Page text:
A garage for ten cars via triple car stackers would be located along Lucky Street.

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Posted by socketadmin at 3:30 PM | Permalink | Comments (40) | (email story)

The Warriors Island Arena And Aptly Named Watermark

Of the six key design issues for the proposed Warriors arena upon San Francisco’s Piers 30-32, how the proposed public access areas of the development will perform under the latest estimates for sea level rise and a 100-year flood is number six.

While we’re happy to report that the public access areas of the proposed arena should be just fine based on the latest estimates for sea rise and flooding, they could end up being on an island for a bit. And it's looking a little wet for the aptly named Watermark at 501 Beale and Portside down the street (click image to enlarge).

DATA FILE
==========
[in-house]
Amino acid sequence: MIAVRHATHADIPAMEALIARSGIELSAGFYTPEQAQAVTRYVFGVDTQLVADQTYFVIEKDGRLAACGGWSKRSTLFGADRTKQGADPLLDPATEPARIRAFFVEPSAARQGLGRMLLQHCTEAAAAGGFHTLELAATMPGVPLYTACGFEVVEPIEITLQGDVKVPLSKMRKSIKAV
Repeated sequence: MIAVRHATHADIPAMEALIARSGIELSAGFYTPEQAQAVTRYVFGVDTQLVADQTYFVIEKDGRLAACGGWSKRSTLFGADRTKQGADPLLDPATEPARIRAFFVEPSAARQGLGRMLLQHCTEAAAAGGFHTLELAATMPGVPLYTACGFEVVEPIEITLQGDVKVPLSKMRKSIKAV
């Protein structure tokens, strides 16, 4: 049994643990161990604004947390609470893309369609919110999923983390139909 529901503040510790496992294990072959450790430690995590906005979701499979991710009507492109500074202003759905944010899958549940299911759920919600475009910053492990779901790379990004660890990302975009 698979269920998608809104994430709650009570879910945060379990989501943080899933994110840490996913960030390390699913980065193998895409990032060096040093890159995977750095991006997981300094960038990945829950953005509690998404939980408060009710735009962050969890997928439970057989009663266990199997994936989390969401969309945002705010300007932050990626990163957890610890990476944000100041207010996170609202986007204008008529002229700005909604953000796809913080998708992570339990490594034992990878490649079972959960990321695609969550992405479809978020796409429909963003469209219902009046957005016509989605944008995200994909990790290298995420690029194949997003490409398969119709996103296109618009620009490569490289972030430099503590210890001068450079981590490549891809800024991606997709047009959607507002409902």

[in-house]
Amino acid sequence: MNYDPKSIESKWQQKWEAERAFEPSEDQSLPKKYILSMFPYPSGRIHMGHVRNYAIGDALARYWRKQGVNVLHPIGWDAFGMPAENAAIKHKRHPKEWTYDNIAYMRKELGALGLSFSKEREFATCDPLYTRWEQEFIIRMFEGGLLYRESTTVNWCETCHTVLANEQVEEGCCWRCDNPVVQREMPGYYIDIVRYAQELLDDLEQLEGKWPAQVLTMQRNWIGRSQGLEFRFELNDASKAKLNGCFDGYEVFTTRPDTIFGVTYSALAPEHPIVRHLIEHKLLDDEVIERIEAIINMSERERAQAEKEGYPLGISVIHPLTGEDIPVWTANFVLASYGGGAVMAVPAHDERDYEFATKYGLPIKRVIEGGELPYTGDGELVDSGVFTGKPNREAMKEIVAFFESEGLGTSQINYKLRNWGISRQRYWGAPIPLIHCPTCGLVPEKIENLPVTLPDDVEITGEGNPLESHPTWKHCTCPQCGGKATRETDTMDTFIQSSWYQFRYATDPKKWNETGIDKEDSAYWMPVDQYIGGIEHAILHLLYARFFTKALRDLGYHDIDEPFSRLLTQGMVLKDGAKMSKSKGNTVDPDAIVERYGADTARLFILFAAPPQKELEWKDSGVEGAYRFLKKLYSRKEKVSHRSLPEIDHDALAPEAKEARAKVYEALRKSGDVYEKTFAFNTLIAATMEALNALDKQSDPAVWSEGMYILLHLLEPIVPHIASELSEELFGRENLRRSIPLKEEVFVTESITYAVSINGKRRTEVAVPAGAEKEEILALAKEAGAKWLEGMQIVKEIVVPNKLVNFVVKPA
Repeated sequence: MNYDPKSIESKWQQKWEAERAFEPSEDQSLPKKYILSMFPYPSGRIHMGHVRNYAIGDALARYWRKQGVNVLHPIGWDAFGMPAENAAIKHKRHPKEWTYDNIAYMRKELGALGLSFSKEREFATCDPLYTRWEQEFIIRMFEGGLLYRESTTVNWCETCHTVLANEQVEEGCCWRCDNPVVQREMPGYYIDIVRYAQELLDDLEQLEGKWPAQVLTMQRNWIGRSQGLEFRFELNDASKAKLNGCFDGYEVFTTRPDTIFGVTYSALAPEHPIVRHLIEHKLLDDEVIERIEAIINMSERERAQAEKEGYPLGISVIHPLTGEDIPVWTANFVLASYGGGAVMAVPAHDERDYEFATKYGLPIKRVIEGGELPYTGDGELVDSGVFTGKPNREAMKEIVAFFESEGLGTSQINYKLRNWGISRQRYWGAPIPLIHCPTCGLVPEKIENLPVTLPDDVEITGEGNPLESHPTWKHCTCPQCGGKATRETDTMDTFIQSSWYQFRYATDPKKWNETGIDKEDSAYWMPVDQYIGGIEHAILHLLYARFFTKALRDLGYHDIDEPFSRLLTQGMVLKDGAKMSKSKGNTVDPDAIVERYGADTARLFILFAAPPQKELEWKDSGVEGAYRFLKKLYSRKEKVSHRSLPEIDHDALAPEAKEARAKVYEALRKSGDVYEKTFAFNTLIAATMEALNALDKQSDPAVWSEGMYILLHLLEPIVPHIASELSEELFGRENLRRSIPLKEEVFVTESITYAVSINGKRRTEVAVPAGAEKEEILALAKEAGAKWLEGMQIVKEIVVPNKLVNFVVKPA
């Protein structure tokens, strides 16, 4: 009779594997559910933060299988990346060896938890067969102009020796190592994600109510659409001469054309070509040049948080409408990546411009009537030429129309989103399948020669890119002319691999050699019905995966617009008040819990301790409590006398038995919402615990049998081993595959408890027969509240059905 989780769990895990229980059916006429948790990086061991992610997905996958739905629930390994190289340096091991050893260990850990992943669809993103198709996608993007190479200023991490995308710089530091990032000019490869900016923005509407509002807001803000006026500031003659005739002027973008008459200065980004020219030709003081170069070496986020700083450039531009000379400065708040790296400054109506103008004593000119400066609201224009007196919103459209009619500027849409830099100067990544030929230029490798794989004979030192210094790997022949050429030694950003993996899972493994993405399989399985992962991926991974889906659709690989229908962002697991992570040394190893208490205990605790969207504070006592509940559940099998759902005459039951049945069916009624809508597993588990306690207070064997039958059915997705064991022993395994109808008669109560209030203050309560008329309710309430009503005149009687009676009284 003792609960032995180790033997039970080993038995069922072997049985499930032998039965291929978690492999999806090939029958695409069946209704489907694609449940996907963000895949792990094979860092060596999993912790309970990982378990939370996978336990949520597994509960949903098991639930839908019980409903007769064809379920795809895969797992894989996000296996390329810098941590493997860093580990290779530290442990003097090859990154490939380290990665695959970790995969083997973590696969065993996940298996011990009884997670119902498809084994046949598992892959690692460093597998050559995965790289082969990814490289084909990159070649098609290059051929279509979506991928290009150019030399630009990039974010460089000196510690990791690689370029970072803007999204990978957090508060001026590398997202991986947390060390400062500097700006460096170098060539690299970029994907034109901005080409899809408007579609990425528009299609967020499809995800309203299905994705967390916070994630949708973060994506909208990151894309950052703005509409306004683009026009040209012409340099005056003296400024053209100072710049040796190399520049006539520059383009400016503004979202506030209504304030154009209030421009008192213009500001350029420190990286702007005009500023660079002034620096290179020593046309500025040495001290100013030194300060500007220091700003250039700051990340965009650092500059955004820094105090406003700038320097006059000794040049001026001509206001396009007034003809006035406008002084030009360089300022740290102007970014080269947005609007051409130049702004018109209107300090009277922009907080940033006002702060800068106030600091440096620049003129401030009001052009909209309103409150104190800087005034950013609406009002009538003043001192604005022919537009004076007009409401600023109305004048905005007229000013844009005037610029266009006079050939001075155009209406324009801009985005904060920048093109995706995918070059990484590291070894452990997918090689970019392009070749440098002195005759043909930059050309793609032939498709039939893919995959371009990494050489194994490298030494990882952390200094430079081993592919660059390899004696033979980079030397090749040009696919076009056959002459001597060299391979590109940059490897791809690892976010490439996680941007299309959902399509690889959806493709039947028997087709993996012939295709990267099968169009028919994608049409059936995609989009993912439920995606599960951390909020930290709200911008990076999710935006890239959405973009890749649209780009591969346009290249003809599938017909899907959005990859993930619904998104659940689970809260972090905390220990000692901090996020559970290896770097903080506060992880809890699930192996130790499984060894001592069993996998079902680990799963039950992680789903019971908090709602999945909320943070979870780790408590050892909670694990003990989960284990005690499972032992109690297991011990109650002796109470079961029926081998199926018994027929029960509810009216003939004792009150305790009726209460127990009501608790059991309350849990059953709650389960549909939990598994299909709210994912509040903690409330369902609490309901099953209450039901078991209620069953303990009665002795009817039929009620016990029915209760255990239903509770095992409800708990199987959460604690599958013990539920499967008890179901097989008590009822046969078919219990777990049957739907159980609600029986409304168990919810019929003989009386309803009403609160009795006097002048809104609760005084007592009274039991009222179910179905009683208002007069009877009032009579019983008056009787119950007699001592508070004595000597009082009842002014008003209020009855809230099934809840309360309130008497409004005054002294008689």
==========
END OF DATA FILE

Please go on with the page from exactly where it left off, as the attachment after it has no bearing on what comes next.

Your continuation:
Posted by socketadmin at 8:45 AM | Permalink | Comments (7) | (email story)

March 28, 2014

Plans To Convert Mission Armory From Porn Studio To Office Use

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Peter Acworth has quietly drafted plans to convert Kink.com's Armory building at Mission and 14th Streets from fetish porn studio to "traditional office use," with the 39,000 square foot Drill Court proposed for "spectator sports, arts, or nighttime entertainment."

San Francisco Armory Drill Court

If approved, the conversion would yield over 140,000 square feet of office space, including 67,000 square feet in the basement of the Armory which is currently used to film the "Arts."

Acworth purchased the Armory for $14.5 million in 2007, at which time a number of plans to convert the building to condos and commercial space had been proposed and rejected.